The importance of family and support

I was devastated and then furious after I read the latest blog posts from my good friend, Anonymous Momma http://anonymousmomma.wordpress.com/2012/07/17/bye-bye-baby/  and http://anonymousmomma.wordpress.com/2012/07/22/just-when-i-thought-i-could-breathe/ She is a wonderful mama who became a Warrior mom after the birth of her second child, just like me.  We both suffered with postpartum depression and postpartum anxiety.  We differ in our current diagnoses – I continue to struggle with GAD (generalized anxiety disorder) and she received a new diagnosis of bipolar 2.  If you do not follow her on Twitter, you are missing out on a hilarious running commentary of this SAHM.  She is a fierce ninja who conquered PPD and PPA.  Now she’s taking on Bipolar 2, and I am placing my money on her.

What hurt my heart the most about these posts is the lack of support that she is receiving from her in-laws.  To accuse her of faking her illness is cruel.  Mental illness is an invisible illness much like diabetes.  We cannot open up our minds and show people the mess that is inside.  Our disability is not visible like someone with a physical handicap.  That does not mean that we do not suffer.  For many of us, depression and anxiety wreak havoc on us physically.  When I suffer panic attacks, I feel completely drained of all energy. 

I am grateful that I have family support from my family of origin and my husband’s family.  Not all of my in-laws are privy to my struggle with PPD and PPA.  I have two sets of in-laws.  I did disclose my struggle to my mother-in-law, and she has been nothing but a fantastic support to me.  I have confided in both my sister-in-law and my teenage niece, and they have given me so much love and support.  My stepmother-in-law has also been a great sounding board for my work/life balance issues by offering practical solutions. 

To my lovely friend, know that you are beautiful inside and out.  You have struggled with so much within just one year of Diva’s birth.  You exemplify courage every day.  You maintain your sense of humor even throughout all of your struggles.  I love your wicked sense of humor.  I am praying that your in-laws will grow to understand and accept how debilitating a mental illness can be.  I know that Diva and Monkey will be empathetic and compassionate children because they will be led by your example.  Just living your life openly without shame will pave the way for them to understand what an awesome ninja their mama is.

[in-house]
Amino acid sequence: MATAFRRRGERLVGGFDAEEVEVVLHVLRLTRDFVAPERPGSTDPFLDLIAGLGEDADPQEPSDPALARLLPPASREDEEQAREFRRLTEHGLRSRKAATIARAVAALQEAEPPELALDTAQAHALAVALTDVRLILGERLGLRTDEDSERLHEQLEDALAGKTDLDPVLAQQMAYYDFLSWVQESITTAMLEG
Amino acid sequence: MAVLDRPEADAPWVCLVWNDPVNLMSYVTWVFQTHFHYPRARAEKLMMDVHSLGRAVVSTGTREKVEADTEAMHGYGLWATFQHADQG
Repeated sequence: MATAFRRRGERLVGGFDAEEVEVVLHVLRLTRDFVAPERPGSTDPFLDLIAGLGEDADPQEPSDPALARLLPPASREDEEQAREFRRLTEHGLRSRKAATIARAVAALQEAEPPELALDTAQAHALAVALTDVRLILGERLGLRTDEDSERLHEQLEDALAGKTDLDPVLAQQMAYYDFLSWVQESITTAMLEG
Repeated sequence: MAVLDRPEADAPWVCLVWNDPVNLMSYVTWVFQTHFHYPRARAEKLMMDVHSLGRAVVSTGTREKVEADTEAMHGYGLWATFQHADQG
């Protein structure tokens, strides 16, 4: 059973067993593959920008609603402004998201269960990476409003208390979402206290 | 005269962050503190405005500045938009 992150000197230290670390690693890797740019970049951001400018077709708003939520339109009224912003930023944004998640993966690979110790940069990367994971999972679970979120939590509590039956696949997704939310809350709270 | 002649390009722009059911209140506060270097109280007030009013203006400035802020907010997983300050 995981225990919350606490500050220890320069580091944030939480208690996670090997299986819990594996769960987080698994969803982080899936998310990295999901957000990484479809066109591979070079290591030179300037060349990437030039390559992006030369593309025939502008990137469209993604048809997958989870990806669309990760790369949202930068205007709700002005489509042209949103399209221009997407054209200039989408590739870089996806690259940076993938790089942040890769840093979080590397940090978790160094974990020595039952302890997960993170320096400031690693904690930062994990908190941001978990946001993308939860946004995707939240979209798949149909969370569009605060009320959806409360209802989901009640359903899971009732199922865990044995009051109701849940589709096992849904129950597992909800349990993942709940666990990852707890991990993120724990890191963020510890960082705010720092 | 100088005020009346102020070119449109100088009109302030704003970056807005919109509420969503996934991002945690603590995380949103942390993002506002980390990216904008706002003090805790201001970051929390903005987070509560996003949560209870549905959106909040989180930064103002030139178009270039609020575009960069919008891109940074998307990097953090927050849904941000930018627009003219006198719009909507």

About tranquilamama

Juggling parenthood, housework and working outside the home in the corporate world with my wonderful husband. Mom to 2 beautiful girls. PPD and PPA survivor. The title of my blog is after a phrase that was repeated to me in Spain during my semester abroad in college. It roughly translates to relax and calm down. Trying to tame my inner perfectionist and just be a good enough mom.
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8 Responses to The importance of family and support

  1. story3girl says:

    I’m going to throw more love on the pile. You are both awesome mamas and I hope you can get the support you need from somewhere, even if it’s not from your family.

    • Thank you sweetie. I have found some of my support in the most unlikely of places (ie the Twitter). I never thought of myself as a big social media person, but now I cannot imagine my life without my Twitter friends. I wish for all of us to have more support from friends and family so that the stigma and shame would be removed.

  2. anonymousmomma says:

    Oh my dear dear friend. Thank you for those very kind words. I love you so much. You are about to make me cry with your awesomeness

  3. Lisa says:

    Yes, because faking an illness like that would be soooo much fun. There are all types of people in this world…I gravitate towards the ones who make my heart sing. The other ones, I just slowly back away. Sending your friend lots of support.

    • Thank you so much Lisa. It has taken me a while to realize that it is okay to back away from certain friendships or acquaintances that are toxic. I want to be with the people who “make my heart sing” too.

  4. Lance says:

    I am estranged from my parents and sister because I’m chosen to talk about my social anxiety disorder and being sexually abused as a 12-year-old. Mental illness is the same as heart disease or a physical ailment. The fact we still stigmitize mental illness saddens me.

    I’m so glad your blog and twitter are around for me to read and enjoy and learn from.

    • Lance, thank you so much. I am a huge fan of your writing and your blog, but I rarely comment. I get stage fright at times when commenting. I want to say the right thing.
      Hugs. I cannot imagine how difficult that must be to be estranged from your family. You are brave and honest for telling your story. If we keep quiet about our struggles, then we end up raising children who have unrealistic expectations of life. I tell my oldest who is 4.5 that I take “patience pills” to help mommy be more patient and not get upset. It’s a bit hard to explain anxiety, but I try to talk about how a particular behavior of hers would trigger my anxiety.

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